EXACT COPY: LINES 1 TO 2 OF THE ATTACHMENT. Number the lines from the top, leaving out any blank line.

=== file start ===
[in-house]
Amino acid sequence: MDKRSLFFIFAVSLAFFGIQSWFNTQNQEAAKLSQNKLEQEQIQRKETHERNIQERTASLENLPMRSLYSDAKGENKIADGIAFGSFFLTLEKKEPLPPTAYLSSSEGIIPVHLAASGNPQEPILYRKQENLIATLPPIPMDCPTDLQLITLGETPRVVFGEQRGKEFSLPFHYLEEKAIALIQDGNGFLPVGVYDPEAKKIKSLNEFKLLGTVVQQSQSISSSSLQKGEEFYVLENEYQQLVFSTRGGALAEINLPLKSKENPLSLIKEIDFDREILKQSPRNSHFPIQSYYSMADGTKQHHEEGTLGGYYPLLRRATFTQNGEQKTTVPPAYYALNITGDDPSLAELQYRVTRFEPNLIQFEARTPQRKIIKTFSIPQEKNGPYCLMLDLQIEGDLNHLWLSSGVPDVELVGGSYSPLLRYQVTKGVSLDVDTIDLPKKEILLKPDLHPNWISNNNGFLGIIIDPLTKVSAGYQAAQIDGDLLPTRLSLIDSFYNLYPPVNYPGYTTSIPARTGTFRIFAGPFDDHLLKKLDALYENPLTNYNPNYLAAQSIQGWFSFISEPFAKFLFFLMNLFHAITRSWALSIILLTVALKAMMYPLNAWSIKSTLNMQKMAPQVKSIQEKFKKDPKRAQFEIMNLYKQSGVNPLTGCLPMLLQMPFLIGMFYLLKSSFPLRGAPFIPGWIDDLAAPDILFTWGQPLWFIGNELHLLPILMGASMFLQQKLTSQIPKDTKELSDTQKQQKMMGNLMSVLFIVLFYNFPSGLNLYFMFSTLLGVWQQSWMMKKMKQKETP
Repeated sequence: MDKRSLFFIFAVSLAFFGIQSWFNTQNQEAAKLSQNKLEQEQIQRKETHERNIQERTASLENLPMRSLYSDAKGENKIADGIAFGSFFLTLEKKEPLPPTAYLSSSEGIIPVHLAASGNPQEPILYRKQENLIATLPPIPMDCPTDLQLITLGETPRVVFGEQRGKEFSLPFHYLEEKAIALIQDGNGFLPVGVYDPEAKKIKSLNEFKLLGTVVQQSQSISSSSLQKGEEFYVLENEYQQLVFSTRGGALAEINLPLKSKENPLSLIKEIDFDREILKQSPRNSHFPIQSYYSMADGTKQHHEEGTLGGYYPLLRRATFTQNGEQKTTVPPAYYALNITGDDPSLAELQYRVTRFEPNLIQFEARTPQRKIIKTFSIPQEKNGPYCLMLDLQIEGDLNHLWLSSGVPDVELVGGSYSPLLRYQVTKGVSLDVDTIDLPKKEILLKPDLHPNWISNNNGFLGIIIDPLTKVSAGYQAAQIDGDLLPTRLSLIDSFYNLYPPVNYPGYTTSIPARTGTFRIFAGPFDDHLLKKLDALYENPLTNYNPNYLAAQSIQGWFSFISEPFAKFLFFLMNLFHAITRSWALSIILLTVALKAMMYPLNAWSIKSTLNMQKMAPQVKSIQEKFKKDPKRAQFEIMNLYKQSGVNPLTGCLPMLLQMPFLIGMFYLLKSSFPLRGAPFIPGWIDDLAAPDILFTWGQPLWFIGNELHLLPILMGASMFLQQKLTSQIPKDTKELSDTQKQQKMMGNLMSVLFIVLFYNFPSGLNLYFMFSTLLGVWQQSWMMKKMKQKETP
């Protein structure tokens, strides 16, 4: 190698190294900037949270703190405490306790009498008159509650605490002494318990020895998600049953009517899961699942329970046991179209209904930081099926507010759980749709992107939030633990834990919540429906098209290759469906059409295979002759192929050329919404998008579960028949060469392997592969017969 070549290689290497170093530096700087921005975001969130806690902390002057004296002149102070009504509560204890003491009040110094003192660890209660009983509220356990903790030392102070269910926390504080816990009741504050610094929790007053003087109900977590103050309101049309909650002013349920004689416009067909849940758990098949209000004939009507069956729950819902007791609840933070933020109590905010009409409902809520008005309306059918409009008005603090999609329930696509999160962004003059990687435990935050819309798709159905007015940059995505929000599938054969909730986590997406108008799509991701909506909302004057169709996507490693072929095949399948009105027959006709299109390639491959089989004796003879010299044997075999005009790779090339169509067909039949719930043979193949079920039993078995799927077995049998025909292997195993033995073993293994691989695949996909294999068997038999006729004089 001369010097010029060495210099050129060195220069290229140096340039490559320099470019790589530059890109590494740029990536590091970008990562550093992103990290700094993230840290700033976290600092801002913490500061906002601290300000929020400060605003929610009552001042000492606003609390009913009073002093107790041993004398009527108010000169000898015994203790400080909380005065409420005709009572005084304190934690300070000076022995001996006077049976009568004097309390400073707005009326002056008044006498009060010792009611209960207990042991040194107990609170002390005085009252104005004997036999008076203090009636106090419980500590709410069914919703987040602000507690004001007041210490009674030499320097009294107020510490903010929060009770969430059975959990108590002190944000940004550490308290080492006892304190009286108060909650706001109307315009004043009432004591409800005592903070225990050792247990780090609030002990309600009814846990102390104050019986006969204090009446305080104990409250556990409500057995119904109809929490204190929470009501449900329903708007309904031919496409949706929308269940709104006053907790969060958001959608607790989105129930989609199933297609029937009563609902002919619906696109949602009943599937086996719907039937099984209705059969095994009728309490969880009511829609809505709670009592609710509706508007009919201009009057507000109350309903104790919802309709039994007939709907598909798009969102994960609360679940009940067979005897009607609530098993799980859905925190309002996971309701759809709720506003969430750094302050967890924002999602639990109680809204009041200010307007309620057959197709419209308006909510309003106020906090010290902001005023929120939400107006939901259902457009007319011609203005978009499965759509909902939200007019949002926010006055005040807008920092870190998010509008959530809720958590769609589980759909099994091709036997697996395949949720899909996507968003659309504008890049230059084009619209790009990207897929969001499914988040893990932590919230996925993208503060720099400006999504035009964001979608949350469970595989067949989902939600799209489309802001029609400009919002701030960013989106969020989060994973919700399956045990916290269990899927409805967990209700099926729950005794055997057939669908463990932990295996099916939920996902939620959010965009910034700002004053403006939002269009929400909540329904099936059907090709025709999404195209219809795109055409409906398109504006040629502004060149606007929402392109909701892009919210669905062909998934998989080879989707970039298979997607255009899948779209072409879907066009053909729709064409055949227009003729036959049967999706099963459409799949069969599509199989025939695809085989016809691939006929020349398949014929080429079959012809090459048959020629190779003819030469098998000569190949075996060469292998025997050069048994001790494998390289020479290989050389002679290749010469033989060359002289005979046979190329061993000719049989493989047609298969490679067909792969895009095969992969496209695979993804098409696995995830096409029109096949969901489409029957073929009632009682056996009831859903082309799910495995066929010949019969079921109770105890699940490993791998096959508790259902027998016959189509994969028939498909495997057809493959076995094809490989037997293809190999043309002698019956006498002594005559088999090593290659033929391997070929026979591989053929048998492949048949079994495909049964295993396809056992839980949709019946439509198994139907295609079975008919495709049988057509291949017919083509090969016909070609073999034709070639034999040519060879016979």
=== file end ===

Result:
[in-house]
Amino acid sequence: MDKRSLFFIFAVSLAFFGIQSWFNTQNQEAAKLSQNKLEQEQIQRKETHERNIQERTASLENLPMRSLYSDAKGENKIADGIAFGSFFLTLEKKEPLPPTAYLSSSEGIIPVHLAASGNPQEPILYRKQENLIATLPPIPMDCPTDLQLITLGETPRVVFGEQRGKEFSLPFHYLEEKAIALIQDGNGFLPVGVYDPEAKKIKSLNEFKLLGTVVQQSQSISSSSLQKGEEFYVLENEYQQLVFSTRGGALAEINLPLKSKENPLSLIKEIDFDREILKQSPRNSHFPIQSYYSMADGTKQHHEEGTLGGYYPLLRRATFTQNGEQKTTVPPAYYALNITGDDPSLAELQYRVTRFEPNLIQFEARTPQRKIIKTFSIPQEKNGPYCLMLDLQIEGDLNHLWLSSGVPDVELVGGSYSPLLRYQVTKGVSLDVDTIDLPKKEILLKPDLHPNWISNNNGFLGIIIDPLTKVSAGYQAAQIDGDLLPTRLSLIDSFYNLYPPVNYPGYTTSIPARTGTFRIFAGPFDDHLLKKLDALYENPLTNYNPNYLAAQSIQGWFSFISEPFAKFLFFLMNLFHAITRSWALSIILLTVALKAMMYPLNAWSIKSTLNMQKMAPQVKSIQEKFKKDPKRAQFEIMNLYKQSGVNPLTGCLPMLLQMPFLIGMFYLLKSSFPLRGAPFIPGWIDDLAAPDILFTWGQPLWFIGNELHLLPILMGASMFLQQKLTSQIPKDTKELSDTQKQQKMMGNLMSVLFIVLFYNFPSGLNLYFMFSTLLGVWQQSWMMKKMKQKETP